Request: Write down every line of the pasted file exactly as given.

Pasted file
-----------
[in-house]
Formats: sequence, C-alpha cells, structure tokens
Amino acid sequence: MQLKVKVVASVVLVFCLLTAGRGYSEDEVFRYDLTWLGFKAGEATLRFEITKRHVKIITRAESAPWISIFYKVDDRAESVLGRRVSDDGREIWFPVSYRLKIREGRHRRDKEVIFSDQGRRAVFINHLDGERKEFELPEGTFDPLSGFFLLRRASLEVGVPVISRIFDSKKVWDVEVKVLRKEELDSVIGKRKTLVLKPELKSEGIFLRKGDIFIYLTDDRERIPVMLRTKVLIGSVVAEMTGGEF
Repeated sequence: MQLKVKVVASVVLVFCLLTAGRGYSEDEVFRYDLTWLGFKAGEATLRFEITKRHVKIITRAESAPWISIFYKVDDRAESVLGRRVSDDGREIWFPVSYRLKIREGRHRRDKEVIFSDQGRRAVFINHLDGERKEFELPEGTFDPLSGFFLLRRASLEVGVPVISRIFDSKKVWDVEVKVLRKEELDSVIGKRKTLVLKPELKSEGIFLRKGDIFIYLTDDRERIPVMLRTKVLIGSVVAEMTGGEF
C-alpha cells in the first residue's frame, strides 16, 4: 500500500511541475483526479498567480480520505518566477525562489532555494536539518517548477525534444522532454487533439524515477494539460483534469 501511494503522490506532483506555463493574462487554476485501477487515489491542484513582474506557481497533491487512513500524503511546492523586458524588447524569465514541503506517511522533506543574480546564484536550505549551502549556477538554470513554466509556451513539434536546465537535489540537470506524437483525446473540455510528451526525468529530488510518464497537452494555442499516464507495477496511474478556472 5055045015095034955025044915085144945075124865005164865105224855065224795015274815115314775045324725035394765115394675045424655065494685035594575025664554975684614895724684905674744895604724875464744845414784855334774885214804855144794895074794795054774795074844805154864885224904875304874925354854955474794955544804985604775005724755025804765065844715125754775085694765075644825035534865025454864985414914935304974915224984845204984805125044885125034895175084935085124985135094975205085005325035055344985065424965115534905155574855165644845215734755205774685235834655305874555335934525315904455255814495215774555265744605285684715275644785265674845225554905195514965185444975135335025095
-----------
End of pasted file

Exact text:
[in-house]
Formats: sequence, C-alpha cells, structure tokens
Amino acid sequence: MQLKVKVVASVVLVFCLLTAGRGYSEDEVFRYDLTWLGFKAGEATLRFEITKRHVKIITRAESAPWISIFYKVDDRAESVLGRRVSDDGREIWFPVSYRLKIREGRHRRDKEVIFSDQGRRAVFINHLDGERKEFELPEGTFDPLSGFFLLRRASLEVGVPVISRIFDSKKVWDVEVKVLRKEELDSVIGKRKTLVLKPELKSEGIFLRKGDIFIYLTDDRERIPVMLRTKVLIGSVVAEMTGGEF
Repeated sequence: MQLKVKVVASVVLVFCLLTAGRGYSEDEVFRYDLTWLGFKAGEATLRFEITKRHVKIITRAESAPWISIFYKVDDRAESVLGRRVSDDGREIWFPVSYRLKIREGRHRRDKEVIFSDQGRRAVFINHLDGERKEFELPEGTFDPLSGFFLLRRASLEVGVPVISRIFDSKKVWDVEVKVLRKEELDSVIGKRKTLVLKPELKSEGIFLRKGDIFIYLTDDRERIPVMLRTKVLIGSVVAEMTGGEF
C-alpha cells in the first residue's frame, strides 16, 4: 500500500511541475483526479498567480480520505518566477525562489532555494536539518517548477525534444522532454487533439524515477494539460483534469 501511494503522490506532483506555463493574462487554476485501477487515489491542484513582474506557481497533491487512513500524503511546492523586458524588447524569465514541503506517511522533506543574480546564484536550505549551502549556477538554470513554466509556451513539434536546465537535489540537470506524437483525446473540455510528451526525468529530488510518464497537452494555442499516464507495477496511474478556472 5055045015095034955025044915085144945075124865005164865105224855065224795015274815115314775045324725035394765115394675045424655065494685035594575025664554975684614895724684905674744895604724875464744845414784855334774885214804855144794895074794795054774795074844805154864885224904875304874925354854955474794955544804985604775005724755025804765065844715125754775085694765075644825035534865025454864985414914935304974915224984845204984805125044885125034895175084935085124985135094975205085005325035055344985065424965115534905155574855165644845215734755205774685235834655305874555335934525315904455255814495215774555265744605285684715275644785265674845225554905195514965185444975135335025095